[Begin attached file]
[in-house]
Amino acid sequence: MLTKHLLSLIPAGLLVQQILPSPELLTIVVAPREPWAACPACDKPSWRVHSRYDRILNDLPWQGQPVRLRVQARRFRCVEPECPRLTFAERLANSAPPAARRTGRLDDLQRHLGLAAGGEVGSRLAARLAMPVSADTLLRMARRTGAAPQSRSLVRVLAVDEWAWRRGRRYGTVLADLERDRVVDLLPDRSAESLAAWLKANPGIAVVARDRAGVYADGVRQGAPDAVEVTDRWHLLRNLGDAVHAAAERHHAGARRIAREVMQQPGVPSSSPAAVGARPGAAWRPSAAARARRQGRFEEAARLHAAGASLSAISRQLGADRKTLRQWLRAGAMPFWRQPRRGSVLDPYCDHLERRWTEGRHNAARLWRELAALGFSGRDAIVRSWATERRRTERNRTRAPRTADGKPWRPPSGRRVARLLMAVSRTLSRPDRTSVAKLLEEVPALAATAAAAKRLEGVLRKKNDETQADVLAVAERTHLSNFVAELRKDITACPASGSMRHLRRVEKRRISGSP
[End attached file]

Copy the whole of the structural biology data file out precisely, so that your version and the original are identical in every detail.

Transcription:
[in-house]
Amino acid sequence: MLTKHLLSLIPAGLLVQQILPSPELLTIVVAPREPWAACPACDKPSWRVHSRYDRILNDLPWQGQPVRLRVQARRFRCVEPECPRLTFAERLANSAPPAARRTGRLDDLQRHLGLAAGGEVGSRLAARLAMPVSADTLLRMARRTGAAPQSRSLVRVLAVDEWAWRRGRRYGTVLADLERDRVVDLLPDRSAESLAAWLKANPGIAVVARDRAGVYADGVRQGAPDAVEVTDRWHLLRNLGDAVHAAAERHHAGARRIAREVMQQPGVPSSSPAAVGARPGAAWRPSAAARARRQGRFEEAARLHAAGASLSAISRQLGADRKTLRQWLRAGAMPFWRQPRRGSVLDPYCDHLERRWTEGRHNAARLWRELAALGFSGRDAIVRSWATERRRTERNRTRAPRTADGKPWRPPSGRRVARLLMAVSRTLSRPDRTSVAKLLEEVPALAATAAAAKRLEGVLRKKNDETQADVLAVAERTHLSNFVAELRKDITACPASGSMRHLRRVEKRRISGSP